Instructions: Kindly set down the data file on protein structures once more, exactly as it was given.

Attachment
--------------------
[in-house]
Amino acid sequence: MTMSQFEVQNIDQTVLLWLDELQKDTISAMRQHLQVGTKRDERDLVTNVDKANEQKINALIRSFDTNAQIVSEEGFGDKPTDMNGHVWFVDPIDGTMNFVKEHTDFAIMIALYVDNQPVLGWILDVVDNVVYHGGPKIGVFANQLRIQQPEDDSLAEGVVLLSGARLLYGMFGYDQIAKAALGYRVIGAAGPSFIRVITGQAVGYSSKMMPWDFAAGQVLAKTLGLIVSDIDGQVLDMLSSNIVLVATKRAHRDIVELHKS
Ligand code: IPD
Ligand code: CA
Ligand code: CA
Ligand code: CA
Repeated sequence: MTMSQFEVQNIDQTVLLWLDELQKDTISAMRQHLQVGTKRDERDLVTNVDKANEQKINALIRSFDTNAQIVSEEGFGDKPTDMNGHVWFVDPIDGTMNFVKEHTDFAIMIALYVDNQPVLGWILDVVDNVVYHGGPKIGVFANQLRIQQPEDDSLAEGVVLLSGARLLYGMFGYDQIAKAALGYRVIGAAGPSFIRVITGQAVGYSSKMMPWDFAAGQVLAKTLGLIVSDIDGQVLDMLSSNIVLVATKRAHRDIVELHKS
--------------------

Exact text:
[in-house]
Amino acid sequence: MTMSQFEVQNIDQTVLLWLDELQKDTISAMRQHLQVGTKRDERDLVTNVDKANEQKINALIRSFDTNAQIVSEEGFGDKPTDMNGHVWFVDPIDGTMNFVKEHTDFAIMIALYVDNQPVLGWILDVVDNVVYHGGPKIGVFANQLRIQQPEDDSLAEGVVLLSGARLLYGMFGYDQIAKAALGYRVIGAAGPSFIRVITGQAVGYSSKMMPWDFAAGQVLAKTLGLIVSDIDGQVLDMLSSNIVLVATKRAHRDIVELHKS
Ligand code: IPD
Ligand code: CA
Ligand code: CA
Ligand code: CA
Repeated sequence: MTMSQFEVQNIDQTVLLWLDELQKDTISAMRQHLQVGTKRDERDLVTNVDKANEQKINALIRSFDTNAQIVSEEGFGDKPTDMNGHVWFVDPIDGTMNFVKEHTDFAIMIALYVDNQPVLGWILDVVDNVVYHGGPKIGVFANQLRIQQPEDDSLAEGVVLLSGARLLYGMFGYDQIAKAALGYRVIGAAGPSFIRVITGQAVGYSSKMMPWDFAAGQVLAKTLGLIVSDIDGQVLDMLSSNIVLVATKRAHRDIVELHKS